It seems, then, I am a late bloomer in, yes, even reading.  I thought at least I had escaped that title in one thing in life, having been a very early reader.  But apparently not.

The most interesting chapter for me, though, where I might leave a small post-it myself, is March 15th: Eating Crows.  It’s all about recommending books to friends and how it can possibly damage the friendship.  What if one likes it and the other doesn’t? What does this say about each person? How does this new information you have gathered about your so-called friend change the friend dynamic.

This is where I found myself saying, ‘Oh, hell.’  I’ve been around book nerds, book people, bookstore staff, customers, friends, family, the whole shebang, and this is the first I’ve heard about this dilemma.  I recommend books to people all day, every day.  It’s my favorite thing to do.  If I recommend a book it is because I either liked it, or I truly think you may like it.  May is a big word in this sentence.  If you don’t like it, that’s your own business, but I’d love to discuss why and learn more about the world around me.  It isn’t going to make me not want to be friends with you, that’s just shallow and dumb… even though I may secretly think that what you read is shallow and dumb, I know that somewhere someone is thinking the same thing about what I read – so why should it matter?

The next chapter about borrowing or loaning books is also silly to me.  I don’t loan it if I’m not ok with not getting it back – usually.  If that’s not the case, then I’ll tell you PLEASE PLEASE GET THIS BACK TO ME one day, and that only happens with someone who has already established a good track record.  If I don’t say that, you may bring it back, or just consider it a gift if you fall in love with it.  I don’t care.  I have plenty of books, and multiple copies of some of my favorites.  A book will not ruin our friendship unless you write one about me that is awful, spilling the beans that you’ve actually hated me all these years but haven’t said so because… Then, we might have issues.  That hasn’t happened to me, but I wouldn’t be surprised if it did.  And no, I don’t have anyone in mind, I’m just used to being surprised by what people think of me.

All in all, Nelson you served your purpose.  I have a new list of titles to tackle, nothing you mentioned in your book because we have entirely different reading tastes.  That’s not true.  They are similar in the way a Venn diagram is similar.  Not a Venn diagram, more like if there are four quadrants of reading (I, II, III, and IV), and I & II are two different kinds of book snobs and III & IV are polar opposites of I & II who read varying kinds of ‘unequivocal crap’, we are readers I & II.  Still, we may not have the same, identical tastes, and in real life you would probably never want to be my friend, but I enjoyed your book and it has made me voracious for the piles and piles on my own shelves again.

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On Writing, a Review (of King’s Craft)

December 14, 2011 at 3:42 am (Reviews) (, , , , , , , , )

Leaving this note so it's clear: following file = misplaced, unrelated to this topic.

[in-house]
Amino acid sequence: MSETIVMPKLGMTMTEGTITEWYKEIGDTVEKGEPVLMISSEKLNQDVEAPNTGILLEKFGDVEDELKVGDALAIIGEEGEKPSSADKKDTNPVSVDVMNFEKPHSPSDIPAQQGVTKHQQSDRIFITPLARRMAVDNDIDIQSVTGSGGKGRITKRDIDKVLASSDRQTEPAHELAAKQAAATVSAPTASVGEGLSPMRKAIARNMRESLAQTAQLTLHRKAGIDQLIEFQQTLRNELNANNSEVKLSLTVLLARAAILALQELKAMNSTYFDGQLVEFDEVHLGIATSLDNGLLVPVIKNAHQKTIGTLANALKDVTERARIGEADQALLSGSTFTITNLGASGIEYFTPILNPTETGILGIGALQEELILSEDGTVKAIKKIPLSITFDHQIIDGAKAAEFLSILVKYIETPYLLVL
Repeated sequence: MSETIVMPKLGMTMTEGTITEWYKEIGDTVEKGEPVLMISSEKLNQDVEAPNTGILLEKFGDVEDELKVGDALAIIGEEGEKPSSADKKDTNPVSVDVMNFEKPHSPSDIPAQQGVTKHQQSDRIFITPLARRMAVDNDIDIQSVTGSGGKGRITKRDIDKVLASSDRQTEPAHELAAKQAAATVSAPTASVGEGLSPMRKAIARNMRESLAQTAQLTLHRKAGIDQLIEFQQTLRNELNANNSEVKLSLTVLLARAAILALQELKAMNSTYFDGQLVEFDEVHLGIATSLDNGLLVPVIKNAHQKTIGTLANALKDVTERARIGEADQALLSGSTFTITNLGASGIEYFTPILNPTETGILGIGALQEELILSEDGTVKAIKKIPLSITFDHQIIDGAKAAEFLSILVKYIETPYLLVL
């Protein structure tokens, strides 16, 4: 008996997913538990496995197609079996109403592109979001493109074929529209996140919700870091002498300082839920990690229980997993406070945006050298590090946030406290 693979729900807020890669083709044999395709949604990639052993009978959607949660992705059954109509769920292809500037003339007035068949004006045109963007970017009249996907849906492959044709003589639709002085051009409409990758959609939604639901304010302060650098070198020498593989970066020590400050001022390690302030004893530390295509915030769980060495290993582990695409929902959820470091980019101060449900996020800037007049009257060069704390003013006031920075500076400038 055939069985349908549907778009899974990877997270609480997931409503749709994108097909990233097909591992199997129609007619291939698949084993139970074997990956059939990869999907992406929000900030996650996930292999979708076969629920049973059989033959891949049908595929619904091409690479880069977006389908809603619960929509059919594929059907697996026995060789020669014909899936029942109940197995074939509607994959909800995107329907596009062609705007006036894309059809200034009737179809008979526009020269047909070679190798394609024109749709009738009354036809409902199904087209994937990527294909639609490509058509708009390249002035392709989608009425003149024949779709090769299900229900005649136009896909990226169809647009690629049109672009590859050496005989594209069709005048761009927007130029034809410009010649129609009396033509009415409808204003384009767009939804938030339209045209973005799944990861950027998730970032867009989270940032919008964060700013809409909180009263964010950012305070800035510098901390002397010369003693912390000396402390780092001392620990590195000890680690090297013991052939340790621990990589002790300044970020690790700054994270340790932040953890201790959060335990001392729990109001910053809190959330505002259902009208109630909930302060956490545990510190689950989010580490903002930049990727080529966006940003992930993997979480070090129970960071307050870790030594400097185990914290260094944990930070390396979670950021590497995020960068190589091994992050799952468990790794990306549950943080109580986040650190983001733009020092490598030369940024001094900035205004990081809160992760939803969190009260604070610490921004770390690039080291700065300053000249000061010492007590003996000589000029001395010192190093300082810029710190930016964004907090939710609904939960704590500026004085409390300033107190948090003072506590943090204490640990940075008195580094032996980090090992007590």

Title: On Writing: A Memoir of the Craft

Author: Stephen King

Paperback Publisher: Pocket Books

Genre: Non-fiction, Memoirs, Writing Guides

Length: 291 pages

My mother saw me reading Stephen King’s On Writing and scowled at me.  “That man is so weird, I don’t know why you would want to read any of his crap.”  Says the woman who may or may not have read one of his books.  Admittedly, I don’t read much of his stuff.  I couldn’t really get into Gunslinger, but I loved Low Men in Yellow Coats from Hearts in Atlantis.  I have no desire to read most things published in the horror genre, but On Writing isn’t horror, its not even fiction, it’s an amazing memoir and guidebook to how The King’s mind really works.

On Writing is solid advice from a successful writer to anyone who has ever dreamed of being a storyteller.  King is entertaining, down to earth, and extremely informative.  He is passionate about his work, and despite many blunt criticisms about typical writing flaws, he offers sound wisdom to budding authors.

I found reading On Writing highly motivating.  I’ve always been an avid reader, and I’ve always loved to journal and write tidbits of stories that come to me.  But reading this really got me in a dedicated routine.  I’d start my day off with a little advice from the master of fiction, write the recommended 2000 words for the day, and then pick up some handy little piece of fiction that took my fancy and read until my daughter woke up from her nap.

Since reading On Writing, I’ve got myself on a more solid path to finishing a complete draft of my novel than ever.  King doesn’t offer any kind of magic fix for suddenly getting published; he just reminds you that you already have the tools to do the job.  He gives you the confidence to press on and keep writing because you love it, not because someone told you to try to make some money at it once upon a time.

King encourages every writer to keep what he calls a writer’s toolbox.  In that box he includes the Elements of Style by Strunk, but I think you’d be remiss not to include On Writing in that toolbox as well.

Buy Here: http://rcm.amazon.com/e/cm?lt1=_blank&bc1=000000&IS2=1&bg1=FFFFFF&fc1=000000&lc1=0000FF&t=anakawhims-20&o=1&p=8&l=as4&m=amazon&f=ifr&ref=ss_til&asins=1439156816